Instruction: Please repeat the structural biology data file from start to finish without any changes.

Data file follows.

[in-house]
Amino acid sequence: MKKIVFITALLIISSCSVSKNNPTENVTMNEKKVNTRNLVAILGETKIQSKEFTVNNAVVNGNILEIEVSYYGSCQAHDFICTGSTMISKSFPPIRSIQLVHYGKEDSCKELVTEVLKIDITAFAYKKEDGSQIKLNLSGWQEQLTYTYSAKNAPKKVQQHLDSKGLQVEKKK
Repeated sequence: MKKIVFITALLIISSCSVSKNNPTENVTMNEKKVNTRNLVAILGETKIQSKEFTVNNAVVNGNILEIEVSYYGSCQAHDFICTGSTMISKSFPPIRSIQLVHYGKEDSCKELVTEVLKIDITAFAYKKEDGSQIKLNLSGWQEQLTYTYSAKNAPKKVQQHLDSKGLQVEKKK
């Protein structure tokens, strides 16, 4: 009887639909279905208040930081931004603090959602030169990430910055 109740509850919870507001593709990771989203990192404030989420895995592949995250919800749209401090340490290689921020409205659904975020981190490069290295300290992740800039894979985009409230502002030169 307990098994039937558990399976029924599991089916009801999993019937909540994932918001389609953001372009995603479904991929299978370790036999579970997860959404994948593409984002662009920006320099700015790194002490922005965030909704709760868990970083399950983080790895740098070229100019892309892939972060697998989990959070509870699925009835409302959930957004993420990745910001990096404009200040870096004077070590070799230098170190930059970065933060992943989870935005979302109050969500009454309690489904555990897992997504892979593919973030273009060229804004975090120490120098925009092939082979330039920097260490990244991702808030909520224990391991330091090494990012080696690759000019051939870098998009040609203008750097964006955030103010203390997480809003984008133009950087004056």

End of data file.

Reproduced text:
[in-house]
Amino acid sequence: MKKIVFITALLIISSCSVSKNNPTENVTMNEKKVNTRNLVAILGETKIQSKEFTVNNAVVNGNILEIEVSYYGSCQAHDFICTGSTMISKSFPPIRSIQLVHYGKEDSCKELVTEVLKIDITAFAYKKEDGSQIKLNLSGWQEQLTYTYSAKNAPKKVQQHLDSKGLQVEKKK
Repeated sequence: MKKIVFITALLIISSCSVSKNNPTENVTMNEKKVNTRNLVAILGETKIQSKEFTVNNAVVNGNILEIEVSYYGSCQAHDFICTGSTMISKSFPPIRSIQLVHYGKEDSCKELVTEVLKIDITAFAYKKEDGSQIKLNLSGWQEQLTYTYSAKNAPKKVQQHLDSKGLQVEKKK
């Protein structure tokens, strides 16, 4: 009887639909279905208040930081931004603090959602030169990430910055 109740509850919870507001593709990771989203990192404030989420895995592949995250919800749209401090340490290689921020409205659904975020981190490069290295300290992740800039894979985009409230502002030169 307990098994039937558990399976029924599991089916009801999993019937909540994932918001389609953001372009995603479904991929299978370790036999579970997860959404994948593409984002662009920006320099700015790194002490922005965030909704709760868990970083399950983080790895740098070229100019892309892939972060697998989990959070509870699925009835409302959930957004993420990745910001990096404009200040870096004077070590070799230098170190930059970065933060992943989870935005979302109050969500009454309690489904555990897992997504892979593919973030273009060229804004975090120490120098925009092939082979330039920097260490990244991702808030909520224990391991330091090494990012080696690759000019051939870098998009040609203008750097964006955030103010203390997480809003984008133009950087004056």